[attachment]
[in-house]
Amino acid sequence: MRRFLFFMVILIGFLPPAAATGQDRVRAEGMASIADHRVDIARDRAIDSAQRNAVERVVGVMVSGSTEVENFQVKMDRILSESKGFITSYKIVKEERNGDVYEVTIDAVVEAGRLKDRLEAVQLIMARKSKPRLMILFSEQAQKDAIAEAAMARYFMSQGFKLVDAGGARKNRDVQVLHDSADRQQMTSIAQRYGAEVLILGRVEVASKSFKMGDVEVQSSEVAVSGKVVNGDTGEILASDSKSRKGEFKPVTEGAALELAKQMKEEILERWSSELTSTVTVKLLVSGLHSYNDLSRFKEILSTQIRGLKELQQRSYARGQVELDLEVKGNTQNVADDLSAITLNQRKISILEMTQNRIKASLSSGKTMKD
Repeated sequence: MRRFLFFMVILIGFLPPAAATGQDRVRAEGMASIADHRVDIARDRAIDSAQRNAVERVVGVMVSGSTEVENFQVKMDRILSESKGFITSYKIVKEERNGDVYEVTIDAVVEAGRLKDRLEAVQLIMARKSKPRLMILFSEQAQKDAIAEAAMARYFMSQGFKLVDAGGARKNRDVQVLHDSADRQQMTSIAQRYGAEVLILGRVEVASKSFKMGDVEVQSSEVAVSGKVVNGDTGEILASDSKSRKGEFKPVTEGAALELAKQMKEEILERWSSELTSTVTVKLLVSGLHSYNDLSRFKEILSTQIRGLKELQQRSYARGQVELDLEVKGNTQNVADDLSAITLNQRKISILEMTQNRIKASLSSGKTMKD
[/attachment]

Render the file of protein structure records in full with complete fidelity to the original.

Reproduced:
[in-house]
Amino acid sequence: MRRFLFFMVILIGFLPPAAATGQDRVRAEGMASIADHRVDIARDRAIDSAQRNAVERVVGVMVSGSTEVENFQVKMDRILSESKGFITSYKIVKEERNGDVYEVTIDAVVEAGRLKDRLEAVQLIMARKSKPRLMILFSEQAQKDAIAEAAMARYFMSQGFKLVDAGGARKNRDVQVLHDSADRQQMTSIAQRYGAEVLILGRVEVASKSFKMGDVEVQSSEVAVSGKVVNGDTGEILASDSKSRKGEFKPVTEGAALELAKQMKEEILERWSSELTSTVTVKLLVSGLHSYNDLSRFKEILSTQIRGLKELQQRSYARGQVELDLEVKGNTQNVADDLSAITLNQRKISILEMTQNRIKASLSSGKTMKD
Repeated sequence: MRRFLFFMVILIGFLPPAAATGQDRVRAEGMASIADHRVDIARDRAIDSAQRNAVERVVGVMVSGSTEVENFQVKMDRILSESKGFITSYKIVKEERNGDVYEVTIDAVVEAGRLKDRLEAVQLIMARKSKPRLMILFSEQAQKDAIAEAAMARYFMSQGFKLVDAGGARKNRDVQVLHDSADRQQMTSIAQRYGAEVLILGRVEVASKSFKMGDVEVQSSEVAVSGKVVNGDTGEILASDSKSRKGEFKPVTEGAALELAKQMKEEILERWSSELTSTVTVKLLVSGLHSYNDLSRFKEILSTQIRGLKELQQRSYARGQVELDLEVKGNTQNVADDLSAITLNQRKISILEMTQNRIKASLSSGKTMKD